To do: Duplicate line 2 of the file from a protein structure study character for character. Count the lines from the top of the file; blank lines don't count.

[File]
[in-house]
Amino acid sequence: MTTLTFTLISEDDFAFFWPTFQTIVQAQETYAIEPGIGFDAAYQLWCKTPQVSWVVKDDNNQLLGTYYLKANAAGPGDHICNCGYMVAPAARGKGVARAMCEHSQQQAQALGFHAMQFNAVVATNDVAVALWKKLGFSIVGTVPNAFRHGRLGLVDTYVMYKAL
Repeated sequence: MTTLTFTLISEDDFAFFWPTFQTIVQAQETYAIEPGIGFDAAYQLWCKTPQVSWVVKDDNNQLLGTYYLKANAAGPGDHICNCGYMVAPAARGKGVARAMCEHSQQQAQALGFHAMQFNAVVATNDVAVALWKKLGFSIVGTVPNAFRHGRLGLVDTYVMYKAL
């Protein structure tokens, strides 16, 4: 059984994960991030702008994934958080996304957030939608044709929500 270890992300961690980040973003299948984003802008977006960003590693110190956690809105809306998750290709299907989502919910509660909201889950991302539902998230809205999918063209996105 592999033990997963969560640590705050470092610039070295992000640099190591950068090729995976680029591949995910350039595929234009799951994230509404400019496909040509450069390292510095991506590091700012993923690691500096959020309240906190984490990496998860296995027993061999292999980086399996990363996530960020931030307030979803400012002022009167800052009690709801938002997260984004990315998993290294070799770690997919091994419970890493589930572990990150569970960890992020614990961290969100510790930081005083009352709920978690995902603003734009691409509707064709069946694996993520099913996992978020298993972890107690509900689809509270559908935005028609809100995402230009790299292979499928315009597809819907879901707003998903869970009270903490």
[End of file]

Amino acid sequence: MTTLTFTLISEDDFAFFWPTFQTIVQAQETYAIEPGIGFDAAYQLWCKTPQVSWVVKDDNNQLLGTYYLKANAAGPGDHICNCGYMVAPAARGKGVARAMCEHSQQQAQALGFHAMQFNAVVATNDVAVALWKKLGFSIVGTVPNAFRHGRLGLVDTYVMYKAL